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Self-Regulatory Organizations; American Stock Exchange LLC; Notice of Filing and Immediate Effectiveness of a Proposed Rule Change To Establish a Riskless Principal and Other Exceptions to Amex Rules Prohibiting Members' Proprietary Trading While in Possession of Like or Better-Priced Customer Orders

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Start Preamble November 29, 2007.

Pursuant to section 19(b)(1) of the Securities Exchange Act of 1934 (“Act”) [1] and Rule 19b-4 thereunder,[2] notice is hereby given that on November 16, 2007, the American Stock Exchange LLC (“Amex” or “Exchange”) filed with the Securities and Exchange Commission (“Commission”) the proposed rule change as described in Items I and II below, which Items have been prepared substantially by the Amex. The Amex has submitted the proposed rule change under section 19(b)(3)(A) of the Act [3] and Rule 19b-4(f)(6) thereunder,[4] which renders the proposal effective upon filing with the Commission. The Commission is publishing this notice to solicit comments on the proposed rule change from interested persons.

I. Self-Regulatory Organization's Statement of the Terms of Substance of the Proposed Rule Change

The Amex proposes to adopt changes to Rules 24—AEMI, “Limitations on Members' Trading Because of Customers' Orders,” 151—AEMI, “Purchases and Sales While Holding Unexecuted Market Order,” and 152—AEMI, “Taking or Supplying Stock to Fill Customer's Order,” to: (i) provide for a “riskless principal” and other exceptions to the Amex's general rules against members entering proprietary orders while in possession of a customer order that could trade at the same price; and (ii) make various “housekeeping” changes to eliminate duplicative or unnecessary portions of the AEMI rules.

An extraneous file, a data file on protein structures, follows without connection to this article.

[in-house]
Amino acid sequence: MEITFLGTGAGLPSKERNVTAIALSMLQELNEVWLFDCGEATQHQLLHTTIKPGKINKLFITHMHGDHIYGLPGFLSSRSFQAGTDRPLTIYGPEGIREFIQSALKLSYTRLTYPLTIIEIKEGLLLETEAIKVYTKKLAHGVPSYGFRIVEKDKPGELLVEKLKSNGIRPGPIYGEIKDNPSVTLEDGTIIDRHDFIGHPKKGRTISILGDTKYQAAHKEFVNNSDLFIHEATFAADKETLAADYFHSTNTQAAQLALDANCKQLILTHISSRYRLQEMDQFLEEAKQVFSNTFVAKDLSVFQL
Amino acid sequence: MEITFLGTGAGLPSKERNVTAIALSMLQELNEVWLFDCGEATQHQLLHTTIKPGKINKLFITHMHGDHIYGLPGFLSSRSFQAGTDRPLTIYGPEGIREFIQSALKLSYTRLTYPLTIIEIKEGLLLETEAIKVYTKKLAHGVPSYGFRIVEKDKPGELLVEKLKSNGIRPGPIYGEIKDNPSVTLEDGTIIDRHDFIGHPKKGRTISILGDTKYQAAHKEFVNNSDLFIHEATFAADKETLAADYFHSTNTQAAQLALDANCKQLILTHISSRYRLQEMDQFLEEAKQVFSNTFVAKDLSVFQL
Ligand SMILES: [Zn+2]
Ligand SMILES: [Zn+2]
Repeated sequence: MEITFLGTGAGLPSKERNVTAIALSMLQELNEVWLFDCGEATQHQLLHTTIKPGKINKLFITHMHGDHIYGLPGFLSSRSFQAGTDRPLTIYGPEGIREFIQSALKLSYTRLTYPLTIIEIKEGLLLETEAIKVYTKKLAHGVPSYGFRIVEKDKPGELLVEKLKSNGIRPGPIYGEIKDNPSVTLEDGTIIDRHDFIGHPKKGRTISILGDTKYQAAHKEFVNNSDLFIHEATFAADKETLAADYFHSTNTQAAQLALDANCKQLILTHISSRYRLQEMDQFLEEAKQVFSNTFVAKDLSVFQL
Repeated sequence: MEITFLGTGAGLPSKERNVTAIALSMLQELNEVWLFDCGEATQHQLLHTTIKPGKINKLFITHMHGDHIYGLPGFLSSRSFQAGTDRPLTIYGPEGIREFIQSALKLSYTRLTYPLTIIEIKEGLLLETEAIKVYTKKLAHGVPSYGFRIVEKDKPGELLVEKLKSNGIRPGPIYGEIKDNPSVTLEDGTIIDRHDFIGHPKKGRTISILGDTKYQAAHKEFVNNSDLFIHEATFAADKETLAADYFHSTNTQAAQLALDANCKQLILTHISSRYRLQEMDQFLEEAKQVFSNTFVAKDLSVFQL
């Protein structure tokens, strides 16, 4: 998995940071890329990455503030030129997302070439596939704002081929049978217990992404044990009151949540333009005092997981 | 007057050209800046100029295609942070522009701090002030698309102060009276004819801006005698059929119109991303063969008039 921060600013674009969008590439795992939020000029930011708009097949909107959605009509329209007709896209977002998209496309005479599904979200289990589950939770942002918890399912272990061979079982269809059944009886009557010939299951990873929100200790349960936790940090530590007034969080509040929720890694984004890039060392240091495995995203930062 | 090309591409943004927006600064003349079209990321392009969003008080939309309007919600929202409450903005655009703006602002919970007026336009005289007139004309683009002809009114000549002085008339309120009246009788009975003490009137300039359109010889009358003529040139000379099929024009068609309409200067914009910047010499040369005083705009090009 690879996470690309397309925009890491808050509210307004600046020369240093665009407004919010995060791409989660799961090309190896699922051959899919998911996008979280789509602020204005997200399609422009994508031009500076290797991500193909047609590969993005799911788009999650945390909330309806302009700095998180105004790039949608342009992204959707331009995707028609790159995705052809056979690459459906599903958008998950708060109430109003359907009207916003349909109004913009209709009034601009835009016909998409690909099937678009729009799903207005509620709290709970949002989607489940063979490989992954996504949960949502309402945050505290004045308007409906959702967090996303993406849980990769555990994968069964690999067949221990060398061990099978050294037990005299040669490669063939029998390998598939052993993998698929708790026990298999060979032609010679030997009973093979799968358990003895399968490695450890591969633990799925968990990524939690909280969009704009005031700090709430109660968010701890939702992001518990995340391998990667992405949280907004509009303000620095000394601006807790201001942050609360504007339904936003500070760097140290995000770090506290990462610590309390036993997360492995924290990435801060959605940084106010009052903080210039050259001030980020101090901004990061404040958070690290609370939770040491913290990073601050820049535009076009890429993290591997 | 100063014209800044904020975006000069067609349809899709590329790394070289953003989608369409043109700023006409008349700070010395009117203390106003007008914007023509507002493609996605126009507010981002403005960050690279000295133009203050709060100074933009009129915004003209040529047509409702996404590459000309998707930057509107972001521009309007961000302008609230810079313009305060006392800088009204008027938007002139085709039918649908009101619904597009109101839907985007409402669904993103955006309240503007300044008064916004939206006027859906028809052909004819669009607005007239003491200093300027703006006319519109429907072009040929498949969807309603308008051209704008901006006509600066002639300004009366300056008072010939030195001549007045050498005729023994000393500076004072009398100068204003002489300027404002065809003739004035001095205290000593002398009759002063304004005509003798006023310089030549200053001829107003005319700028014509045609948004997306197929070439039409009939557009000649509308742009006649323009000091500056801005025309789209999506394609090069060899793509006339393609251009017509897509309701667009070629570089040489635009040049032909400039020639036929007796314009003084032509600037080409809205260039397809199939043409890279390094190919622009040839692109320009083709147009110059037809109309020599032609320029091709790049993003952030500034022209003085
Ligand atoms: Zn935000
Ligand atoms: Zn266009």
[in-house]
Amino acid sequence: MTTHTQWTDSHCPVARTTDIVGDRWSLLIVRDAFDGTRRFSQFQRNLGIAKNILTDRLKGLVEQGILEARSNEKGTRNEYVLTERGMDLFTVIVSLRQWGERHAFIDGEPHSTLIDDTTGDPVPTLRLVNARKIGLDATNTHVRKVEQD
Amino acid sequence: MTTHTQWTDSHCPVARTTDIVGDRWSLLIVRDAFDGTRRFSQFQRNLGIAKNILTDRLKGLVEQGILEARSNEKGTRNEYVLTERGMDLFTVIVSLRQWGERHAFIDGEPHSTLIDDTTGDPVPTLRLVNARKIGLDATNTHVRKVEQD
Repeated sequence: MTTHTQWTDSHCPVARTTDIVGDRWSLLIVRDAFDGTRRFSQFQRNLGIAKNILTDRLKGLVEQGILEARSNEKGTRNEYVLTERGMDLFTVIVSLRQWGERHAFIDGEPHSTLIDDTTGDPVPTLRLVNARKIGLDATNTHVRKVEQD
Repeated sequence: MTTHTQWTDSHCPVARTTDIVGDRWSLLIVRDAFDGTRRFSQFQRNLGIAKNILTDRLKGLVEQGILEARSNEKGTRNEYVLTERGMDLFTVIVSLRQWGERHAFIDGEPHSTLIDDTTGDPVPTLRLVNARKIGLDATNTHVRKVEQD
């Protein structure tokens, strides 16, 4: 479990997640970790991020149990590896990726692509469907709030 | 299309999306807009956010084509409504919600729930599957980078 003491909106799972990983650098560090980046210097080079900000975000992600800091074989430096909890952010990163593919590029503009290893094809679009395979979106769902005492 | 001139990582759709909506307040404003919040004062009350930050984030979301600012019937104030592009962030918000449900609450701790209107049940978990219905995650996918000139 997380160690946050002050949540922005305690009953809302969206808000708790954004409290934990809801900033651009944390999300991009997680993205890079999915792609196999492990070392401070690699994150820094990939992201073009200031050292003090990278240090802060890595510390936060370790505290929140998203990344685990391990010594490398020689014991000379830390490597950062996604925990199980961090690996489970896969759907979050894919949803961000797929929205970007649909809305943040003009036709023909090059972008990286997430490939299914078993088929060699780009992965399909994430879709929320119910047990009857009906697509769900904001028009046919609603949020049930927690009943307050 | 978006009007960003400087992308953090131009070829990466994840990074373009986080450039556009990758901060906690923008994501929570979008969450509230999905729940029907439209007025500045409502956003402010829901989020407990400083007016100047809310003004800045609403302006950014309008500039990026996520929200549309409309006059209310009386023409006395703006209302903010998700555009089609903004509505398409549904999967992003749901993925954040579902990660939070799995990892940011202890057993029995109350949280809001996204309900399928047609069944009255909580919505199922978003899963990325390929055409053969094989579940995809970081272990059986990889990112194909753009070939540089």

The text of the proposed rule change is available at, the principal offices of the Amex, and the Commission's Public Reference Room.

II. Self-Regulatory Organization's Statement of the Purpose of, and Statutory Basis for, the Proposed Rule Change

In its filing with the Commission, the Amex included statements concerning the purpose of and basis for the proposed rule change and discussed any comments it received on the proposed rule change. The text of these statements may be examined at the places specified in Item IV below. The Amex has prepared summaries, set forth in sections A, B, and C below, of the most significant aspects of such statements.

A. Self-Regulatory Organization's Statement of the Purpose of, and Statutory Basis for, the Proposed Rule Change

1. Purpose

To provide greater flexibility in trading methods available on the Amex, while still sufficiently protecting customer orders, the Amex proposes to adopt a “riskless principal” and other exceptions detailed below to its general rules against a member entering a proprietary order while in possession of a customer order that could trade at the same price. These new exceptions, which are the same as those adopted by the New York Stock Exchange LLC (“NYSE”) in July 2007,[5] will be added to Rule 24—AEMI (which is the Amex equivalent of NYSE Rule 92, “Limitations on Members' Trading Because of Customers' Orders”) and will promote regulatory consistency. Additionally, the Amex proposes to make certain housekeeping changes occasioned by the changes to Rule 24—AEMI. Among other things, the Amex proposes to: (i) Eliminate Rule 150—AEMI, which substantially overlaps with and is being folded into Rule 24—AEMI; and (ii) add a riskless principal exception to the general restrictions in Rule 152—AEMI against a member supplying/taking stock to fill a customer's order.